Posted December 14, 2014 at 01:00 pm by Jimmy McGee
In the past, XDA Developer TV Producer droidmodd3rx has shown you how to root and unlock the bootloader on a Nexus device. This process used the WugFresh Toolkit to Unlock than Relock and Unroot and Root. That required a Windows PC. People have asked for an easy way to do this with a Mac computer.
Droidmodd3rx presents instructions on how to remove root access and relock the bootloader of your Google Nexus 6 using tools from the XDA Developers Forums. The process is painless and pretty easy. Next week we will have video that shows you how to unlock the bootloader and root a Nexus 6 using your Mac as well. So, take a moment and check this video out.. . . READ ON »
Posted December 14, 2014 at 08:30 am by Tomek Kondrat
Motorola has been a smartphone OEM for a very long time, but recent years have been quite difficult for the company. As a result, this American company found itself acquired first by Google and then by Chinese giant Lenovo. When the Moto G was released, Motorola was still a part of Google and Android’s creators ensured that the budget device would ship with great support and an AOSP-like experience.
In the last few weeks we’ve seen many devices getting their Android 5.0 updates. No more than few hours ago, we talked about the GPe Samsung Galaxy S4 receiving an OTA update. The Google Play Edition of Moto G (2013) has joined the Android 5.0 club, as Google decided to push the OTA for this device. The update . . . READ ON »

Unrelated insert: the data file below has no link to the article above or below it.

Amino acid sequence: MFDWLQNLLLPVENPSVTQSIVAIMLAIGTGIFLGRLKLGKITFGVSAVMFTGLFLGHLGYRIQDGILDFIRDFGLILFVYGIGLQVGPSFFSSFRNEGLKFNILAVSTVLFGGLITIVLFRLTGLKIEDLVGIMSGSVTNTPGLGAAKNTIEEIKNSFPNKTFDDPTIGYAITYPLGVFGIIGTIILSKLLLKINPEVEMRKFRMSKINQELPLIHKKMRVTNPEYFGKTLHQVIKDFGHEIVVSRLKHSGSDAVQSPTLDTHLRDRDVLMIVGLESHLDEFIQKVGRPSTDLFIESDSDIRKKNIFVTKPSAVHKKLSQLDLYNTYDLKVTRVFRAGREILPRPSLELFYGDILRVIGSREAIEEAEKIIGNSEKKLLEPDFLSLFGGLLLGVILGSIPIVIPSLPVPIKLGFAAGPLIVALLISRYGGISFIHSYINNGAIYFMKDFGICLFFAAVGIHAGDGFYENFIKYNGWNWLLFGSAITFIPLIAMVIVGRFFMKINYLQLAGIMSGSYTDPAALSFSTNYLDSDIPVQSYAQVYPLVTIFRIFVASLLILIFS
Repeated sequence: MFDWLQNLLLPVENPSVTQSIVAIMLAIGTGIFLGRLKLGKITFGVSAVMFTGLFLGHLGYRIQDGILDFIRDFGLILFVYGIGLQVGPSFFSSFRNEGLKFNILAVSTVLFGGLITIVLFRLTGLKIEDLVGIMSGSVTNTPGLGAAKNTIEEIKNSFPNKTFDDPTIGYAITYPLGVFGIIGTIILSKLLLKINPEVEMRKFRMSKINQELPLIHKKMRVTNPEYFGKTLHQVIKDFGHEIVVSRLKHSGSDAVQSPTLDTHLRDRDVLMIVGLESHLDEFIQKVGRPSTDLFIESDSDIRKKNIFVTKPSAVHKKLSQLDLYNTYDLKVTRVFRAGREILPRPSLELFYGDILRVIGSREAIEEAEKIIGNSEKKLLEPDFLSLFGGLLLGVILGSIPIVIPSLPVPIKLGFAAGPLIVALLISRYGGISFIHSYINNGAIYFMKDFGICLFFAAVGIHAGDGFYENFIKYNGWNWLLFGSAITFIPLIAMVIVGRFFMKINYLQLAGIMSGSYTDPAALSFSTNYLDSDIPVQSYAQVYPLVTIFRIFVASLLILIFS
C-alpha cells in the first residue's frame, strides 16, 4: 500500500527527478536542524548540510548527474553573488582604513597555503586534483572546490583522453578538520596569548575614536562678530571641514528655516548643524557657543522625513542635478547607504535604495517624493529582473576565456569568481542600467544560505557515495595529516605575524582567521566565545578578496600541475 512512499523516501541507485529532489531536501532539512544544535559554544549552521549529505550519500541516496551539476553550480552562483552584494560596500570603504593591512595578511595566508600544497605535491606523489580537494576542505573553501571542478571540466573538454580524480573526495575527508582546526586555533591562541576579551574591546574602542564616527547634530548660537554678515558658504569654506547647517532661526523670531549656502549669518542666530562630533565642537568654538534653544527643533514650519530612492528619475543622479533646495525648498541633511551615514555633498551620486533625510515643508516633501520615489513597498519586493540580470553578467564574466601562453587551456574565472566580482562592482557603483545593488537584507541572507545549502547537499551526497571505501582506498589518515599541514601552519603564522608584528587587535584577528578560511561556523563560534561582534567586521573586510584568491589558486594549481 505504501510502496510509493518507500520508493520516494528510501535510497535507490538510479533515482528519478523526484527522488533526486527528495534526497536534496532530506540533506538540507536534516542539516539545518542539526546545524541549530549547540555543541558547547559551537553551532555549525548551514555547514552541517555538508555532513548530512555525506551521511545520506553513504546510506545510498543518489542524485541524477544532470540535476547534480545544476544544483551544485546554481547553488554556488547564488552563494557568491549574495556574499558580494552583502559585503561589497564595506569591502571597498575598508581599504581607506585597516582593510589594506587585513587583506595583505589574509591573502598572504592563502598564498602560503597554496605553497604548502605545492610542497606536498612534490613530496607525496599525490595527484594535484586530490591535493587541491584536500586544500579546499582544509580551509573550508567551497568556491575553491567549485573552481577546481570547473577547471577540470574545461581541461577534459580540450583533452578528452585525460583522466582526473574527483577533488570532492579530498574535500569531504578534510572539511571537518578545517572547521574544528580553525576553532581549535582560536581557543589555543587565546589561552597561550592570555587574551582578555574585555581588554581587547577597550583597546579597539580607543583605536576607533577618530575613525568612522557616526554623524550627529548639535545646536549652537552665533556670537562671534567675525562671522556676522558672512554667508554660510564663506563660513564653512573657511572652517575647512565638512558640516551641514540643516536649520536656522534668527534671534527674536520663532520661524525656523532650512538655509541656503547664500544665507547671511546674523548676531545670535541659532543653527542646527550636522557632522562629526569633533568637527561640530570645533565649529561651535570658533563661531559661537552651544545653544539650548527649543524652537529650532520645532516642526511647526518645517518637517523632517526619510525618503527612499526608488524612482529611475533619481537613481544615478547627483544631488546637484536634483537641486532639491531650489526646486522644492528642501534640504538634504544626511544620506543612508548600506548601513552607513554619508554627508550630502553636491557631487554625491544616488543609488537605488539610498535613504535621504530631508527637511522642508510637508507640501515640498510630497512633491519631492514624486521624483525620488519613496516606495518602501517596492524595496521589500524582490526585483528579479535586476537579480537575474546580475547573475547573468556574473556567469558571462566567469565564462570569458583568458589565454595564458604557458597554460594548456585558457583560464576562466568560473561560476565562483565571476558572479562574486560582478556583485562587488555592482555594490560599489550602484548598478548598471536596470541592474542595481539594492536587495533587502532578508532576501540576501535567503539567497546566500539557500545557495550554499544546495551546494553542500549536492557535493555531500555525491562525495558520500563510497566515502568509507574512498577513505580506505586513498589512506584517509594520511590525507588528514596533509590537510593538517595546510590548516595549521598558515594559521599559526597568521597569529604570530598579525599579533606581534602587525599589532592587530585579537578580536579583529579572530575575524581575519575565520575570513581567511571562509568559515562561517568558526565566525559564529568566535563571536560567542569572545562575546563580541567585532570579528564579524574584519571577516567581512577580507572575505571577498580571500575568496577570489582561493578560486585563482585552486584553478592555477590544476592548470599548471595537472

Posted December 14, 2014 at 02:30 am by Samantha
Released in 2011, the Samsung Galaxy S Plus is one heck of an old device. Despite this, it remains privy to a very healthy dose of aftermarket development. Although having shipped with Android 2.3, support for this device has been going strong ever since–not from Samsung, but from its users. This can be witnessed with the dual boot functionality it received, and highly functional Jellybean and Kitkat landing on the device in the form of unofficial CyanogenMod 10 and 11 builds. In the face of all this active development, one really does wonder whether there’s anything the Galaxy S Plus can’t do.
With all this said, it can at least now be said that running Android 5.0 is definitely something the device ca. . . READ ON »
Posted December 13, 2014 at 08:00 pm by Tomek Kondrat